I’ve been driving for years and years (just how many will remain a secret), and I actually learned to drive on an old stick shift farm truck without any of the gears marked, very different than driving a comfortable mini-van or sedan with a backup camera and all the newest gadgets. But both of these experiences would be totally different than driving a semi-truck loaded to its limits. These unique forms of driving draw a strong analogy between the steps and methods of writing fiction versus nonfiction. Knowing that nonfiction has the background of facts and truth (let’s hope), I can understand how two authors can work together to present those facts to a reading audience. Perhaps one does more of the research and outlining, while the other puts the ideas into organized, readable prose. However, I have never been able to understand how two authors can collaborate to write one complete story, and actually you don’t see that happening too often. I did read about two Christian authors who alternated writing chapters once they had the main characters decided upon. The resulting book was a surprise for both of them. I’m not sure how Sheila Walsh and Cindy Martinusen-Coloma divided their writing tasks when compiling Sweet Sanctuary, but the result is a warm contemporary story that will appeal to fans of Karen Kingsbury and other authors of family stories. Sheila Walsh is known for being part of the Women of Faith ministry and has authored other books. Cindy Martinusen-Coloma has been writing since the late 90s and has made a name writing Christian YA novels with strong female characters. This dual effort is probably just the first of many because I could easily see the village of Cottage Cove “birthing” some additional stories and romance. In fact this story of Wren and her young, musically endowed son Charles ends with signs that more could follow.
As the story begins, Wren has settled into life at Cottage Cove in the keeper’s cottage at the old beach house her mother owns. A single mother, Wren loves her life as one of the town’s librarians, but is contemplating another move if Charles is accepted at an elite Boston music school. Very quickly four other significant crises come Wren’s way: 1. She learns that somehow her son and her ex-husband, who abandoned them when Charlie was three months old, have made contact. 2. Her 90 year old grandmother arrives unexpectedly; demanding a birthday bash which Wren’s siblings will be expected to attend – siblings that have been estranged for years. 3. The library, like libraries everywhere, is struggling with the realities of budget cuts and technological changes. How can Wren adapt? 4. The last problem? Of course, it will be romance, despite Wren's claims that she is happy in her single life.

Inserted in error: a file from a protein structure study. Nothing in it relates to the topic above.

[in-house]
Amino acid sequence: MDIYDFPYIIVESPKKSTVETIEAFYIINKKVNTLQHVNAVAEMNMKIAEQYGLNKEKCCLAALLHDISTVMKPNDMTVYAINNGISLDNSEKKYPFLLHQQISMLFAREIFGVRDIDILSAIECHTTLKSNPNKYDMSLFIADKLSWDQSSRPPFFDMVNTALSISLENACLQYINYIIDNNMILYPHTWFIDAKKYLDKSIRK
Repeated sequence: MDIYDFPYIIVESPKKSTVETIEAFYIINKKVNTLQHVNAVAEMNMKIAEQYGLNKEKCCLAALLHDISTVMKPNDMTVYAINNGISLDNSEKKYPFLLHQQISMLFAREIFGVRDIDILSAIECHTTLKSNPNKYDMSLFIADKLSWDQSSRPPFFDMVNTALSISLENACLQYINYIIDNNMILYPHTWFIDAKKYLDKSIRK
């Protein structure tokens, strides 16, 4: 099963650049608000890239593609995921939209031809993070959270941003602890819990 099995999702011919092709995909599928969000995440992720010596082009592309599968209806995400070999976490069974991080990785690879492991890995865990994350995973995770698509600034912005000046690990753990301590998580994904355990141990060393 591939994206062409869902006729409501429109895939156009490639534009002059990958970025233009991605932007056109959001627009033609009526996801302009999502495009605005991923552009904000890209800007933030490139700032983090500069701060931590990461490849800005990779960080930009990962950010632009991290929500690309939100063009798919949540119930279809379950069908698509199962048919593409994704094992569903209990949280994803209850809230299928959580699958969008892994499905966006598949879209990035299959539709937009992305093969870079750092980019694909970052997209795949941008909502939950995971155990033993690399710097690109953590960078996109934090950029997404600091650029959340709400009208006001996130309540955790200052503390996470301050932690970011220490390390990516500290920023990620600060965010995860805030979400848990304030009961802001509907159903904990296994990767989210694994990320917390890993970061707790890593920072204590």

This title offers no surprises in plot or romance; they will develop as expected. However, the side stories make time spent with this book worthwhile. Charles, who just last year was the new kid, wonders how he can become part of the larger, more popular fifth grade crowd without hurting the feelings of his first friend, a young boy with a sensory disorder (somewhat like autism). This side story adds depth and sensitivity to the whole book, as does the arrival of Wren’s 15 year old defiant, authority resenting nephew. I immediately loved Charles and could sense the strong parent-child bond there, but it was also so clear how easily a young child can come under negative influences without a parent recognizing it. Sweet Sanctuary could be dismissed as a light, fast read, but you really should stop along the way and consider the consequences that silence, guilt, and secrets caused in this story. Walsh and Martinusen-Coloma would want you to, at the same time you witness the great power of forgiveness, change, and new beginnings.
I received a digital advanced copy of this book, but I was not required or expected to write a positive review. The thoughts expressed are my own.